Sasha Luss stars in a scene from the movie “Anna.” (CNS photo/Lionsgate)

NEW YORK (CNS) — In Latin and Greek, the name Anna means “full of grace.” In the violent thriller “Anna” (Summit), the eponymous leading lady is anything but.

Rather, Anna (Sacha Luss) is a comely assassin for the Russian KGB, as easy on the eyes as she is handy with a knife and gun. Director Luc Besson (“Nikita,” “Lucy”), who also wrote the screenplay, has crafted a stylish game of cat and mouse that will keep viewers guessing as often as Anna changes sides and works for the enemy.

Though clever and highly entertaining, the film is strictly for discerning adult viewers, given its extreme violence, sexual content and offensive language.


In 1985, Anna is down and out in Moscow, living in a dingy flat with her loser boyfriend Piotr (Alexander Petrov). Anna is thrown an unlikely lifeline by Alex (Luke Evans), a KGB agent who recruits her for the spy service (after killing Piotr, of course). Anna has been on the agency’s radar as her late father was in the business and she had a brief stint in a military academy.

Turns out Anna is a natural, winning the admiration of her crusty boss Olga (a marvelous Helen Mirren, chewing up the scenery with gusto).

“You’re a blank key,” Olga tells Anna. “You have the potential to open many doors.”

Indeed she does. Fast-forward five years, and Anna is working undercover as a high-fashion model in Paris. When she’s not having sex with Alex back home, she’s having sex with her model roommate, Maud (Vera Abova). She’s also knocking people off left and right with ease, never seeming to muss up her platinum blond mane.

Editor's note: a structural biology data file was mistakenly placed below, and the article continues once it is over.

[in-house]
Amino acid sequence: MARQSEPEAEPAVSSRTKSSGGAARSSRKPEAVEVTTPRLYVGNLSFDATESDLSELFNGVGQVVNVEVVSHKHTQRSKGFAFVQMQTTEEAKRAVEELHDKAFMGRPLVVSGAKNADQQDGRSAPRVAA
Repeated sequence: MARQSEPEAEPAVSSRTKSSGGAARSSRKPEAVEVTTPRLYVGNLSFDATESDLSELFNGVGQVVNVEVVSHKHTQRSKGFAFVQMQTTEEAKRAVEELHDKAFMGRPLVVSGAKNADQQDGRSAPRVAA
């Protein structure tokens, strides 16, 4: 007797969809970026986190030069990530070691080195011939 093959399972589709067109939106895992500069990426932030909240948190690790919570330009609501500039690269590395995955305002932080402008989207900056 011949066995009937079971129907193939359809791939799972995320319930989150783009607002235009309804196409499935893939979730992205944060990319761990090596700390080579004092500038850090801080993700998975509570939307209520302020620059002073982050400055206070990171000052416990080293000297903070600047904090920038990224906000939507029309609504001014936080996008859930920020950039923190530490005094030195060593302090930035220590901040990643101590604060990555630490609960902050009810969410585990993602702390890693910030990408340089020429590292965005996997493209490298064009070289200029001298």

Enter CIA chief Lenny (Cillian Murphy), who intercepts Anna in the middle of one of her kills. He makes an enticing offer: turn double agent and work for America, and in a year, win her freedom. Anna, increasingly disenchanted by her secret life, agrees. Pretty soon she’s having sex with Lenny, too.

Needless to say, Anna has a lot more up her sleeve than a Beretta pistol. The film barrels along with more twists and turns than a roller coaster, and if viewers can stomach the offensive elements, they’ll keep guessing until the very end.

The film contains graphic bloody violence, strong sexual content, including a lesbian relationship, brief nudity, a suicide attempt and occasional profane and crude language. The Catholic News Service classification is L — limited adult audience, films whose problematic content many adults would find troubling. The Motion Picture Association of America rating is R — restricted. Under 17 requires accompanying parent or adult guardian.


McAleer is a guest reviewer for Catholic News Service.